This guest blog post was written by Ram Ramamoorthy, strategic manufacturing solutions manager at MAVERICK Technologies, in conjunction with an ISA co-hosted webinar on closing the skills gap. Did you miss Part 1 of this blog post-webinar series on the skilled worker shortage? Click here to read Part 1 and watch the first recorded webinar in this series.
If you’re like most manufacturers, your most experienced employees are also those closest to retirement. Replacing them without creating quality gaps won’t be easy or cheap – studies show that without a proper knowledge transfer plan, the cost to replace a senior engineer is between 300 percent and 500 percent of the senior employee’s salary. Putting the proper training procedures into place can help ensure no tribal knowledge is lost when your senior employees hand over the keys.
Hiring the right employees is hard enough, but how do you also ensure they have the right skills?
Before you begin, get senior resources on board with your training initiatives. Your senior resources will be your “feet on the street” so to speak. They will be the ones developing, running and evaluating your skills gap development plans, so it is vital they understand the importance of the training. They must also feel confident they aren’t training themselves out of job. You must remember that a solid knowledge-capture begins not with the new hires, but with the people already doing the job day-in and day-out.
Here are three steps to help your senior employees identify, address and close a skills gap:
Once you have buy-in across your organization, solid training procedures must be put in place. A knowledge matrix will allow you to effortlessly identify your strengths and weaknesses and quickly pair up your subject matter experts with your less knowledgeable employees. The knowledge silos within your matrix will help you organize and prioritize your upcoming development plans.
Skills Development Plans
Each employee deserves an individual development plan. It is important to keep the plans simple with one skill development plan per knowledge area per resource. Short (30 minutes to 1 hour) training sessions at the launch of each plan will help prevent information overload. The development plans should also include soft skills, such as customer interaction, attention to detail, etc. Require your senior resources to keep a pulse on the new employees as they work their way through their development plan. Conduct reviews midway through a skills development plan to monitor and review the progress made on each employees’ training. It is helpful to provide review guidelines, but they should be very thin and contain only the basic talking points required to train on the skill. The goal is to encourage a unique, one-on-one conversation between the mentor and mentee.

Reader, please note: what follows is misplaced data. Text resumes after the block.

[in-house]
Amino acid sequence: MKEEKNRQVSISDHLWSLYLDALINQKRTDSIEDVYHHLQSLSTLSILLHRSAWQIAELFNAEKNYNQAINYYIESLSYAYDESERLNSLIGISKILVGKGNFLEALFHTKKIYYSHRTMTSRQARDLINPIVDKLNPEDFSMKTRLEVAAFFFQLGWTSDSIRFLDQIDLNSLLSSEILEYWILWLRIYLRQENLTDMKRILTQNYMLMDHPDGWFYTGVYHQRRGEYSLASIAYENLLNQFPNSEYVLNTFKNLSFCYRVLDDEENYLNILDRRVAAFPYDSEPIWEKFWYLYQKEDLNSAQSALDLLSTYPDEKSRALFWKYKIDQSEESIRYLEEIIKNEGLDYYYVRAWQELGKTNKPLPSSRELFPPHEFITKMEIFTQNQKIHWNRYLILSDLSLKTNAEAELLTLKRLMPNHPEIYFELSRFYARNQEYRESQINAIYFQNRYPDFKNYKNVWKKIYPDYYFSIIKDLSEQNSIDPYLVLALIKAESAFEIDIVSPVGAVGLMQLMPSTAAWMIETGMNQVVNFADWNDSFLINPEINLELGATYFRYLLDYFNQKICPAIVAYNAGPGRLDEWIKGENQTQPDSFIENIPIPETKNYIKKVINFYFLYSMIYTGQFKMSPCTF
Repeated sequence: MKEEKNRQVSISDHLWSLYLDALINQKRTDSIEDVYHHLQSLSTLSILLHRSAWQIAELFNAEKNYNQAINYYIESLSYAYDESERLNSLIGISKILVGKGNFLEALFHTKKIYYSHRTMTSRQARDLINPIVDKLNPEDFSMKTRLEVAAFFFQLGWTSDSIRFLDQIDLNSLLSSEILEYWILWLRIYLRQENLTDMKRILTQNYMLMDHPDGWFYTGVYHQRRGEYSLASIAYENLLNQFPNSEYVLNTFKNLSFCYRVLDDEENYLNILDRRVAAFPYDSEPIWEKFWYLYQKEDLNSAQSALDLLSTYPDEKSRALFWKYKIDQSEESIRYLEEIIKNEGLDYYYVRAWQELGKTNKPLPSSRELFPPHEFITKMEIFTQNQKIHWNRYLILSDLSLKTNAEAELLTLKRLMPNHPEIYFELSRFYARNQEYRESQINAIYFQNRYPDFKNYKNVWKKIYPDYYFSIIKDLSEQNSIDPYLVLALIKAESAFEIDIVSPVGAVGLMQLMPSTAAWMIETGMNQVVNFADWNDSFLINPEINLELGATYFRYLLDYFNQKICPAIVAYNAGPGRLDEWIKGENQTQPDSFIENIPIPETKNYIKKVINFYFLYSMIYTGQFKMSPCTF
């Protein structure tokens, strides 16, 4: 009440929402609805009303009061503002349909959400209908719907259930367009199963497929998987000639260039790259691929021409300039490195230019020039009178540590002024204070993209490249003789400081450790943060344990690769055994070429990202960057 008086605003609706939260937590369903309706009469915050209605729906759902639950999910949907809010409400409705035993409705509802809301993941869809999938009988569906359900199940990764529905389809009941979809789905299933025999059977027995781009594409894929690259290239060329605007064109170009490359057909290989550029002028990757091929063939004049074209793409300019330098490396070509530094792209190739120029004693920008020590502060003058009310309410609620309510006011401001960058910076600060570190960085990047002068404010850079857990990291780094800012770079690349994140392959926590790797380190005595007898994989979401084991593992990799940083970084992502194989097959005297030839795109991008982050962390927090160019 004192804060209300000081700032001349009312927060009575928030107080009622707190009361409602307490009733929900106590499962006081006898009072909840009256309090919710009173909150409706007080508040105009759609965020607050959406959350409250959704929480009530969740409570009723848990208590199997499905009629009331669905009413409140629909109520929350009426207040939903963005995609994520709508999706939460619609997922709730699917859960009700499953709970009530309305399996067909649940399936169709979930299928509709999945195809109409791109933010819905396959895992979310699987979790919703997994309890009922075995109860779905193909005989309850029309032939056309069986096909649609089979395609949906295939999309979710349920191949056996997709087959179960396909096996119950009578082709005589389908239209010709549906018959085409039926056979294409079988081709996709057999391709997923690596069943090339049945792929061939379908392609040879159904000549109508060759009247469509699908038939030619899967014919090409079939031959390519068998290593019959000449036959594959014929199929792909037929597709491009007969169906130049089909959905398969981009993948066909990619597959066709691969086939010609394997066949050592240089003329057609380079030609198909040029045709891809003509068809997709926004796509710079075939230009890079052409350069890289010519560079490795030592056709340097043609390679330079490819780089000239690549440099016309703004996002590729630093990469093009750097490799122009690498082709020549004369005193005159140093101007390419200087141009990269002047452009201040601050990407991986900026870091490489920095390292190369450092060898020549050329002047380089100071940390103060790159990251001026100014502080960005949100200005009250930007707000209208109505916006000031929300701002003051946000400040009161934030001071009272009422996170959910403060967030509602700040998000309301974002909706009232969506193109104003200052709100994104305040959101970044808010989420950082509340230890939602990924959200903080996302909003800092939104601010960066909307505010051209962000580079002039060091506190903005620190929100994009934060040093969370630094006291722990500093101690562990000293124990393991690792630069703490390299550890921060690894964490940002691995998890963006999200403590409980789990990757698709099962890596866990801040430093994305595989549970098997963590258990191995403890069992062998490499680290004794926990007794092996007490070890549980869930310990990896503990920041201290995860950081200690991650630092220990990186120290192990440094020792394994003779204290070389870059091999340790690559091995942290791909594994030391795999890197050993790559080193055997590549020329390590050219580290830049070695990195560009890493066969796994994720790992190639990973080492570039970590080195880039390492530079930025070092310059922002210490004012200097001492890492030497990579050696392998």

Conduct detailed skills gap evaluations at the end of each development plan. The reviews should evaluate the success of an employee’s development plan and also help identify the next skills gap to address. The newly identified skills gaps will often lead to new skills development plans that help the employee move to their next role within your organization. It is important that employees are also required to assess their own skills. These evaluations should be held on a bi-annual basis to guarantee no skill gaps are missed.
Homegrown skills gap knowledge transfers can close your skills gap for good if you hire the right people, develop solid training procedures, and recruit the right employees to run the program. Using the steps above will put you and your team on the right path to success.
Did you miss Part 1 of this blog post-webinar series on the skilled worker shortage ? Click here to read Part 1 and watch the first webinar recording in the series.
About the Author and Presenter
Ram Ramamoorthy has more than 15 years of industrial automation experience. He is currently the strategic manufacturing solutions manager at MAVERICK Technologies overseeing the Sustaining Services practice. Ram has been in this position for 4 years and is responsible for the daily operations of the Global Operations Center, PlantFloor24. He is responsible for staffing, training and developing PlantFloor24 resources. The center provides a wide range of on-demand industrial control system and manufacturing IT support services on a 24/7/365 basis. Ram has a master’s in electrical engineering from the Southern Illinois University, Edwardsville and works in MAVERICK’s Columbia, Ill. office.